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The essential Chinese character components that you should learn first (Part II)

In the first part of this series, I introduced some of the basic components of Chinese characters that often indicate meaning.

In this part, I’m going to continue with some more of the essential radicals that every learner should know.

Let’s get stuck in.

Animals

犭this component is a variation of the character for dog. You’ll always see it on the left hand side of a character, and it is used in a number of characters for animals, such as 猪 (pig) 狗 (dog) 猫 (cat) 狼 (wolf) and also in 猛 (fierce) 狱 (prison) and 狂 (crazy)

马 means horse. The traditional Chinese version of the radical (馬) came from a picture of a horse. It appears in characters like 驶 (drive) 腾 (jump/gallop) 驻 (to be stationed) and 骑 (to ride)

虫 means insect and comes from a picture of a worm. You can find it in 虾 (shrimp/prawn) 蜡 (wax) 蜂 (bee) and on the bottom of the character in 蜜 (honey)

鸟 is bird, and comes from a picture of a bird. In traditional Chinese it is 鳥. This radical appears in the characters for 鸡 (chicken) 鸭 (duck) 鸦 (crow) 鹅 (goose) and so on.

鱼(魚) is fish, and comes from a picture of a fish on its side (the top would be the head and the bottom the tail fins). This radical makes it very easy to spot fish dishes on menus! Examples include 渔 (to fish) 鲜 (fresh – fish+sheep)  鲤 (carp) 鲸 (whale) and 鱿 (squid)

牜is a version of the full character 牛 which means ox. You’ll see it in 物 (thing/object) 牺 (sacrifice) etcChinese characters food designs

Plants and food

艹 this radical always appears on the top of characters. It means grass, and you’ll see it in a lot of the characters for plants, such as 草 (grass) 花 (flower) 茶 (tea) 药 (medicine) 菜 (vegetable) 荷 (lotus) etc.

禾 this component is also a character in its own right. It means grain, and it appears in 种 (seed/type/to plant) 利 (benefit/profit – grain+knife) 秋 (autumn)  税 (tax) and on the top of the character in 香 (fragrant).

⺮ this is also a pictographic component. It means bamboo, and comes from two twigs of bamboo. It is used in a number of characters for things that are made from bamboo (or used to be made of bamboo in ancient China), such as 管 (pipe/manage) 节 (joint/section) 笔 (writing brush/pen) 签 (thin bamboo stick, toothpick, to sign) 箱 (box) etc.

米 means rice and comes from a picture of grains of rice. It comes up in 料 (material) 粮 (grain) 粉 (powder) and 糊 (paste) etc.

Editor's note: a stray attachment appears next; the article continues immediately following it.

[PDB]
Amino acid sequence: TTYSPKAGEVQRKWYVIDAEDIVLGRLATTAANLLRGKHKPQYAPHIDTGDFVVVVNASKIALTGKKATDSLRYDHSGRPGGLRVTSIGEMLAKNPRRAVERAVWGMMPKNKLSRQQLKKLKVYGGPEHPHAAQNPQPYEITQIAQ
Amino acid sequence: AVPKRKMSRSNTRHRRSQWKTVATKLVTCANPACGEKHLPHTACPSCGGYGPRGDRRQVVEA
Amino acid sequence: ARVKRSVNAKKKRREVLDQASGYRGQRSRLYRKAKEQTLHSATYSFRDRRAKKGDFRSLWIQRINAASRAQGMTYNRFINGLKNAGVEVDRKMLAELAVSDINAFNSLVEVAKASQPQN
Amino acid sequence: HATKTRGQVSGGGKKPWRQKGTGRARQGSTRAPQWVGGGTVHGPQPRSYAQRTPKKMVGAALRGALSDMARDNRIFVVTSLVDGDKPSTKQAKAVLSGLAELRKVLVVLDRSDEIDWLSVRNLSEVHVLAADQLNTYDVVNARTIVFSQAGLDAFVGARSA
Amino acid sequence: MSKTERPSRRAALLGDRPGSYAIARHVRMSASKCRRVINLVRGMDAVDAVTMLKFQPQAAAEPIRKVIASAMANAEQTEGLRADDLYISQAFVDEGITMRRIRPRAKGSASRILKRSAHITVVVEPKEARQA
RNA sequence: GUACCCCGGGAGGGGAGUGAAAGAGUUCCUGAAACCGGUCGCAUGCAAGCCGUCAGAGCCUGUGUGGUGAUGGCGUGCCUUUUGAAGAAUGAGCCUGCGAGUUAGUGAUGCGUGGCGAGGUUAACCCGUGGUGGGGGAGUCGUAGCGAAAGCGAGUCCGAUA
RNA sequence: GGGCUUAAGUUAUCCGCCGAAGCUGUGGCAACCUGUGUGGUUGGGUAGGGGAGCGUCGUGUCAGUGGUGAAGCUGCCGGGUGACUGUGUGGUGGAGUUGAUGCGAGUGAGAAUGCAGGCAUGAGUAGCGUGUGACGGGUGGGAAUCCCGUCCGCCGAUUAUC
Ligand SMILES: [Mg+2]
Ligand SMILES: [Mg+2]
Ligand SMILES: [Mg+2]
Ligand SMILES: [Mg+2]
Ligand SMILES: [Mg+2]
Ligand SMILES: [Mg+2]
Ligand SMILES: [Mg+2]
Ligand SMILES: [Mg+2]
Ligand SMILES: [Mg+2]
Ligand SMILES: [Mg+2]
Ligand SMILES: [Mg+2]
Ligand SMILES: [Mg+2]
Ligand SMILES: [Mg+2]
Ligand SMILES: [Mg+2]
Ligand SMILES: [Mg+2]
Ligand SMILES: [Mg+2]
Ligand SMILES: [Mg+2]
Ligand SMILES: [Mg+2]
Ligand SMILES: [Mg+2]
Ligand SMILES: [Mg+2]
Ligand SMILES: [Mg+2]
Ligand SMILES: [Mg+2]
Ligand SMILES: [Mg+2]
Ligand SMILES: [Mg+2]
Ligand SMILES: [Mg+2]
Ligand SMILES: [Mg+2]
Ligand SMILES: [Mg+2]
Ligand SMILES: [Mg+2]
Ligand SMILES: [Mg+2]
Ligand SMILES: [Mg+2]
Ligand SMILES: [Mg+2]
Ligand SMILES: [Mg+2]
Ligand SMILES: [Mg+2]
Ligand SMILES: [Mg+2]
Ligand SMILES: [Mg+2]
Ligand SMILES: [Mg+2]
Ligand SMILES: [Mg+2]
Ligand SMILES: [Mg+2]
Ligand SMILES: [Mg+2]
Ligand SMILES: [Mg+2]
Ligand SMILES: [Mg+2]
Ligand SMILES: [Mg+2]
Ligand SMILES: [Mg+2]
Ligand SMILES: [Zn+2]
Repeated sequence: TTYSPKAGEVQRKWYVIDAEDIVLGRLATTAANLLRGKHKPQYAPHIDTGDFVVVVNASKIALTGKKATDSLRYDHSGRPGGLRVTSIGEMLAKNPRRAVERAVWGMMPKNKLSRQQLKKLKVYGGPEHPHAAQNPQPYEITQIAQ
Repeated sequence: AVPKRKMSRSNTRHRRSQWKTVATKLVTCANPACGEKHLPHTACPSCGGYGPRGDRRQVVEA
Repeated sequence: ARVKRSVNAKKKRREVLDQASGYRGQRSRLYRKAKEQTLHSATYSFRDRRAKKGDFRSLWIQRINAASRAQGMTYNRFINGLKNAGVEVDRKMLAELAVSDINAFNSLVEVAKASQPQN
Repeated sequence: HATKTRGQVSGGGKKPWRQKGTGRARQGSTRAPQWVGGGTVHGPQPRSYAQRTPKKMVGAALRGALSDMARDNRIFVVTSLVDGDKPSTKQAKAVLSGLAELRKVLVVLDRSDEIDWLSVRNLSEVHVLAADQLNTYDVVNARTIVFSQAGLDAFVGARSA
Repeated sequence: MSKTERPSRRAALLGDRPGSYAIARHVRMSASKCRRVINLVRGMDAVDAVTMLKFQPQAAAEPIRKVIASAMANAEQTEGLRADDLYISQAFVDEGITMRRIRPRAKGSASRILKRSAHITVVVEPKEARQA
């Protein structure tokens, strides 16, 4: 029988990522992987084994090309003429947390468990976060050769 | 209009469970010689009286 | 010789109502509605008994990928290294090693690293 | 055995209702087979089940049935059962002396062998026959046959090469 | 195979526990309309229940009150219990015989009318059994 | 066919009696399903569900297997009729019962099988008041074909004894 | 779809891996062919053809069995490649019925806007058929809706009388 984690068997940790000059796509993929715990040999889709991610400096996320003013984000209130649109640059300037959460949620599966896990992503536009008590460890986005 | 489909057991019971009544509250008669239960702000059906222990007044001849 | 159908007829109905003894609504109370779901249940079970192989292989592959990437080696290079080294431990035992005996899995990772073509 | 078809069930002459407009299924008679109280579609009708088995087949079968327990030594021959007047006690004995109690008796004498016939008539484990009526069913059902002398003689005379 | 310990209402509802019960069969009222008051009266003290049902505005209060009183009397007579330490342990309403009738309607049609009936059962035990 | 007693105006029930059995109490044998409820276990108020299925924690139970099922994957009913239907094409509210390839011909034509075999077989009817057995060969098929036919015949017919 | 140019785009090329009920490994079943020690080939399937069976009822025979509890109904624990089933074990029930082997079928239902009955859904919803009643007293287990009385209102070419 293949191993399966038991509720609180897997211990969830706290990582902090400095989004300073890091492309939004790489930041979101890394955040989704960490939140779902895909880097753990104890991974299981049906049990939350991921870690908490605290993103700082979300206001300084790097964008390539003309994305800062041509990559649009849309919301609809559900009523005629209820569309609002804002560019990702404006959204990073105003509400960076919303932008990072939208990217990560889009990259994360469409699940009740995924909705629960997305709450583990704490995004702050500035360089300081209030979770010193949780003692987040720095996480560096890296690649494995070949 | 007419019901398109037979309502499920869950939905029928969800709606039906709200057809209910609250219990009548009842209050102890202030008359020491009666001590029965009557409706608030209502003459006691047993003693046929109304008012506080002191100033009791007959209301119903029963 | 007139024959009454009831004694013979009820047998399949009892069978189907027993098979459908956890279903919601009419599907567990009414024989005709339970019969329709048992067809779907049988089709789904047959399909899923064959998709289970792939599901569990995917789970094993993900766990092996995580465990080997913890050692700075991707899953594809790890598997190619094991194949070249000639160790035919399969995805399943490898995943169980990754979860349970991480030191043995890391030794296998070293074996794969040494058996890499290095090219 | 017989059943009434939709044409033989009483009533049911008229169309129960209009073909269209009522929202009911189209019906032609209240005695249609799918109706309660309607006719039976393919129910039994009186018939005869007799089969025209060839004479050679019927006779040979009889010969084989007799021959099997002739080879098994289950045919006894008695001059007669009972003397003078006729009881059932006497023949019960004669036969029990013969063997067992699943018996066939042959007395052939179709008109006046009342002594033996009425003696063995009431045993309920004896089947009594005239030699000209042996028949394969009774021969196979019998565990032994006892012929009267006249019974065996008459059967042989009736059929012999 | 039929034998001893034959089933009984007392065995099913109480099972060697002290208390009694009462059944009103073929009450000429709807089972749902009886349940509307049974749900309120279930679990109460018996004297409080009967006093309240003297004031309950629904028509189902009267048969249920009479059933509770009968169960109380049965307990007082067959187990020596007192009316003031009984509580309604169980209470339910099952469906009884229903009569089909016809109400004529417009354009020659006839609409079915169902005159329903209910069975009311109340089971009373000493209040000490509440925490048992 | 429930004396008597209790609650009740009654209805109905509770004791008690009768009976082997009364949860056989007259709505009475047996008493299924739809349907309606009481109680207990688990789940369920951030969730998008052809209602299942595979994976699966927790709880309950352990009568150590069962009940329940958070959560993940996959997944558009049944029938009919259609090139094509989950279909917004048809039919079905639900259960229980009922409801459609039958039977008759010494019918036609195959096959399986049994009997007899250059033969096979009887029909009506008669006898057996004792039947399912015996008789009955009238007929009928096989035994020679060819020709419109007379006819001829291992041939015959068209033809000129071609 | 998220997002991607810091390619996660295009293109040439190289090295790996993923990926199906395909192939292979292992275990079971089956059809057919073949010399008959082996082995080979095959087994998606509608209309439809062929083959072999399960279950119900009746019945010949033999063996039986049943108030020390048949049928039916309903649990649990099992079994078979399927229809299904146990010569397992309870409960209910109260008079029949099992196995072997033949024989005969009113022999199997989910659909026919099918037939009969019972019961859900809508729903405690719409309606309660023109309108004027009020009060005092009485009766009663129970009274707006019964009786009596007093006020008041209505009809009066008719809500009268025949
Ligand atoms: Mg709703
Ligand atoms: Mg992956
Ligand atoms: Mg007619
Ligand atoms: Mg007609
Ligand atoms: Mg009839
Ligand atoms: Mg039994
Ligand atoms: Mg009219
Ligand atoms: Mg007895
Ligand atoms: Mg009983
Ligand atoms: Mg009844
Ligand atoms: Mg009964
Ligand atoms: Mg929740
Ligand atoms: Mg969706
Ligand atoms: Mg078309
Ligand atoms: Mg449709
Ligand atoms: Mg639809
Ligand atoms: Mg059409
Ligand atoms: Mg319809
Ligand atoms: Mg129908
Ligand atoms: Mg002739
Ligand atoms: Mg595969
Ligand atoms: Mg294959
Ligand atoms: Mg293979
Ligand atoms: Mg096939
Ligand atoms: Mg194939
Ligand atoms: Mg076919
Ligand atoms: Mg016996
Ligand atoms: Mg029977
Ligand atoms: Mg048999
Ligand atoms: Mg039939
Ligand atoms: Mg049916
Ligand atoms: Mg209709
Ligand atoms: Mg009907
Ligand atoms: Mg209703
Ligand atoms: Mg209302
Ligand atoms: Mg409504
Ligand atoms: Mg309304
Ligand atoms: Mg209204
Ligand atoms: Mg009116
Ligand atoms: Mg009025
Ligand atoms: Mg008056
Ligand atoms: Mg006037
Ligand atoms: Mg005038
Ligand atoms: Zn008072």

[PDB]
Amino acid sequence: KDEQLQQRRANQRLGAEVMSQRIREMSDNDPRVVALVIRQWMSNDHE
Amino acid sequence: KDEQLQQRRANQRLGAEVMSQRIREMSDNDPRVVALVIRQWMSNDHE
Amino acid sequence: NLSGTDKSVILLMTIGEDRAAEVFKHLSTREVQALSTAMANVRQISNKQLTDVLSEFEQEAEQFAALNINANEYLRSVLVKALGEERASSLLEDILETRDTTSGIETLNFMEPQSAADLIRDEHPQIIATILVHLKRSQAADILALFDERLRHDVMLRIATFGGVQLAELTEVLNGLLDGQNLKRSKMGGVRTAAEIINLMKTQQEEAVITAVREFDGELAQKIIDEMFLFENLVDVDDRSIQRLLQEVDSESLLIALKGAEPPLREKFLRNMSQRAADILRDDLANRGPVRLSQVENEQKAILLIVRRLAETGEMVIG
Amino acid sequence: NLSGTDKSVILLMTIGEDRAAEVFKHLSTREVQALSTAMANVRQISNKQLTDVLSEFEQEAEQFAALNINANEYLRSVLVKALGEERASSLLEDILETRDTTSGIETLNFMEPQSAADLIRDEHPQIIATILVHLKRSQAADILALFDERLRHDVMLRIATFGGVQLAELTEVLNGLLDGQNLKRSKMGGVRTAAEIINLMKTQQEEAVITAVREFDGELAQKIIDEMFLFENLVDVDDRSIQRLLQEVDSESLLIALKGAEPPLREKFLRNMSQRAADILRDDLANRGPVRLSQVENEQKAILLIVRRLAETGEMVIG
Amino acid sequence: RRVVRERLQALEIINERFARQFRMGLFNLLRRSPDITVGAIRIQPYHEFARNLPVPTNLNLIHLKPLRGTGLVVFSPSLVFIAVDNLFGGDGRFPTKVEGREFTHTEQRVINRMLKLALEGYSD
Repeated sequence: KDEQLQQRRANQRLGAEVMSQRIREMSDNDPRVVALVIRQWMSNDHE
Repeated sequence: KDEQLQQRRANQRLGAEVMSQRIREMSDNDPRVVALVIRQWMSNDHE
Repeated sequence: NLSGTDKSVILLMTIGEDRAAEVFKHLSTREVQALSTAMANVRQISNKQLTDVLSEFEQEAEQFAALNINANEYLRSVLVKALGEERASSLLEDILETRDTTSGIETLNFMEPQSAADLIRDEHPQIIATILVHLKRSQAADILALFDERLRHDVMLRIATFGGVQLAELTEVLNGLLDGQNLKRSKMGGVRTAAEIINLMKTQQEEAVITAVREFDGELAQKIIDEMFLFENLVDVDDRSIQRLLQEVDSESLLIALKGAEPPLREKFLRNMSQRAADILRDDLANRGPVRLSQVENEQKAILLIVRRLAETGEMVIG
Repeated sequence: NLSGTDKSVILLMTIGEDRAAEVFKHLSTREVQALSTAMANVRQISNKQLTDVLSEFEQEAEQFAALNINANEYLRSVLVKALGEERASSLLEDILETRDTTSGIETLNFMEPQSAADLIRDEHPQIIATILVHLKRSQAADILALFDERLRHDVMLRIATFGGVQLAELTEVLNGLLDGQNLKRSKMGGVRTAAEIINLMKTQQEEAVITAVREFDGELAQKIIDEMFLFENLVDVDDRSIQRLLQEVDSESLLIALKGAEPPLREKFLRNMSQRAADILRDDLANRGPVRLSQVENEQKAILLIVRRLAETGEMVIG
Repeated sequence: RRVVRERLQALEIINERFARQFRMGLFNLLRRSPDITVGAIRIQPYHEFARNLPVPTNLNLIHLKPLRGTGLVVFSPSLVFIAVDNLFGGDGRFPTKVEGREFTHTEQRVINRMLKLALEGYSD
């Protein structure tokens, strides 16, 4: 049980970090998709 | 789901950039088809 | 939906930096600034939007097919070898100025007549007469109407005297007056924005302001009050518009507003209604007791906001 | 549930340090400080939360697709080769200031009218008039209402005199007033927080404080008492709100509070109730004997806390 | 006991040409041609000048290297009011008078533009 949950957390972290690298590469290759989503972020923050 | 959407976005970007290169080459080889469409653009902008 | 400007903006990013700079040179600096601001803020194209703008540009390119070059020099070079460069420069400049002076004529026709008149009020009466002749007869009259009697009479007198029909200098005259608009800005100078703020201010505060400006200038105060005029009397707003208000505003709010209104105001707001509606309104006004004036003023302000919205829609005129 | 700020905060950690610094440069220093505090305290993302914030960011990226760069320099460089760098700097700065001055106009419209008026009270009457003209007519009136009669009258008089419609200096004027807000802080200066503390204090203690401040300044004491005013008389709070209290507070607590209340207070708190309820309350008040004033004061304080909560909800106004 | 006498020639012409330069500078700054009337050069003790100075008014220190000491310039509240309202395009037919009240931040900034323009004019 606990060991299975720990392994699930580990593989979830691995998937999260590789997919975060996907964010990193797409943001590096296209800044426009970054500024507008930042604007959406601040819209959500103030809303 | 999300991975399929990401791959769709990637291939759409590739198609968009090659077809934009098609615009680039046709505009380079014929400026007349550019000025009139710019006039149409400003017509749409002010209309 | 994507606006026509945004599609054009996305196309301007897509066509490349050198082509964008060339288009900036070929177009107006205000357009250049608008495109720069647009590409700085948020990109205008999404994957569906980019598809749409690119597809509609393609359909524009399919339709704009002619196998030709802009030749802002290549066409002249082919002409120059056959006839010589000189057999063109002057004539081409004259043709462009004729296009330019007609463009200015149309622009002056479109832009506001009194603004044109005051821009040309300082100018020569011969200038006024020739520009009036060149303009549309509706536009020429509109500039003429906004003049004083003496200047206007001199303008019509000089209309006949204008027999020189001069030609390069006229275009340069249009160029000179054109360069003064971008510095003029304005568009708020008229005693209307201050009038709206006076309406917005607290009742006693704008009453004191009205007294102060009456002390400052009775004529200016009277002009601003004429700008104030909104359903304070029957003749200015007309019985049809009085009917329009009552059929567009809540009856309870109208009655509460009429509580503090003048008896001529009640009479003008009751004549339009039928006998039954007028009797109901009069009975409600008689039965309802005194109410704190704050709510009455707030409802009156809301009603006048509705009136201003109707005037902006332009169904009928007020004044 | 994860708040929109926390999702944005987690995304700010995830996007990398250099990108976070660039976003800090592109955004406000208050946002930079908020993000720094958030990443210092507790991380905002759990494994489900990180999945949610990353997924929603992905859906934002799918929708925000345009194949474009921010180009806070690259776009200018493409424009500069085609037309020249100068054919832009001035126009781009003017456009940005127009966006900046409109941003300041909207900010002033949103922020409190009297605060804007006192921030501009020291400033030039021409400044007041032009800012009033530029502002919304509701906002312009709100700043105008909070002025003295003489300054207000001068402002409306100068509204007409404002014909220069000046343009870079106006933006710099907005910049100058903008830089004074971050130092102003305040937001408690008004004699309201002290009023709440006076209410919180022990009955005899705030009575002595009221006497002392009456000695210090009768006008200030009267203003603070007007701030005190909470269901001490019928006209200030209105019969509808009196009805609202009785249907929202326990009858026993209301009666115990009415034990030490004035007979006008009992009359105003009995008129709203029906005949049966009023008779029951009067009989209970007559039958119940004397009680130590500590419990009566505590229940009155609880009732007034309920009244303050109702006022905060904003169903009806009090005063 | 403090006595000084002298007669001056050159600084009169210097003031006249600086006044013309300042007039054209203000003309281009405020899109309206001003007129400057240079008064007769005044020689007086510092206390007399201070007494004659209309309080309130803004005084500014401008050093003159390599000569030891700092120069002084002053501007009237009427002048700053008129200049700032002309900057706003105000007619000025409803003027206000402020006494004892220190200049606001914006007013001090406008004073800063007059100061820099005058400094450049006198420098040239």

饣(飠) is the radical that means food, and it appears in 饭 (rice) 饱 (to be full) 饮 (drink) 饿 (hungry) 饥 (starving) 馋 (greedy), and many more.

Ok, that’s it for this part. Hope you learnt something new, and I’ll back tomorrow with the final part of these series to help you crack Chinese characters.

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  • Hans Dunkelberg

    Great! Such an explanation can give one some hope that one will finally succeed in understanding Chinese when one has, like I, occupied oneself with the language for about half a year and still does not grasp more than single expressions, in watching TV or listening to the radio. With European tongues, a European everywhere discovers resemblances toward things he already knows. A European listening to Chinese, as opposed to this, can perhaps overhear some very few modern internationalisms like “DNA”. As the understanding of a language builds itself up exponentially, with an increase of the percentage of what you fathom, such a reduction of the fraction of old acquaintances massively hampers the learning process. The set-scenes connecting European languages typically are of a similar semantic nature like the radicals of Chinese. Even though the latter do not seem to tell too much about pronunciation it, in view of this, at least encourages me to perceive how I might one day be furthered by a knowledge of them, when I, one day, might begin to try to read Chinese texts.